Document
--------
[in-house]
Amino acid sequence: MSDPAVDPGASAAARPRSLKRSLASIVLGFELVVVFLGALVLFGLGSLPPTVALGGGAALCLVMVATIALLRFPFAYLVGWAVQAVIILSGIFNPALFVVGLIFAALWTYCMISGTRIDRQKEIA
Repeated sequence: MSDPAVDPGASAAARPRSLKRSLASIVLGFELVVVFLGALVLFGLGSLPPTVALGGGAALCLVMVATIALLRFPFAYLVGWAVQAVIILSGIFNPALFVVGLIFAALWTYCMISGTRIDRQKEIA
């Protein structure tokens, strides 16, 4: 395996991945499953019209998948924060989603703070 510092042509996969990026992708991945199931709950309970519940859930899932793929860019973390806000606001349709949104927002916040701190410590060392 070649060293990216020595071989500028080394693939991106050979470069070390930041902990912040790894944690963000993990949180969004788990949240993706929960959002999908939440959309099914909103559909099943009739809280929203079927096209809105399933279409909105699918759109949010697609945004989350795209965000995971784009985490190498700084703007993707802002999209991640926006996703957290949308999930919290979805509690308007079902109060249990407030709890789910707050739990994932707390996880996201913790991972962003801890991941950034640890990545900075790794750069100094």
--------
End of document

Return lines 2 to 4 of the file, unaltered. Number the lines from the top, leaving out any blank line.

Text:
Amino acid sequence: MSDPAVDPGASAAARPRSLKRSLASIVLGFELVVVFLGALVLFGLGSLPPTVALGGGAALCLVMVATIALLRFPFAYLVGWAVQAVIILSGIFNPALFVVGLIFAALWTYCMISGTRIDRQKEIA
Repeated sequence: MSDPAVDPGASAAARPRSLKRSLASIVLGFELVVVFLGALVLFGLGSLPPTVALGGGAALCLVMVATIALLRFPFAYLVGWAVQAVIILSGIFNPALFVVGLIFAALWTYCMISGTRIDRQKEIA
């Protein structure tokens, strides 16, 4: 395996991945499953019209998948924060989603703070 510092042509996969990026992708991945199931709950309970519940859930899932793929860019973390806000606001349709949104927002916040701190410590060392 070649060293990216020595071989500028080394693939991106050979470069070390930041902990912040790894944690963000993990949180969004788990949240993706929960959002999908939440959309099914909103559909099943009739809280929203079927096209809105399933279409909105699918759109949010697609945004989350795209965000995971784009985490190498700084703007993707802002999209991640926006996703957290949308999930919290979805509690308007079902109060249990407030709890789910707050739990994932707390996880996201913790991972962003801890991941950034640890990545900075790794750069100094």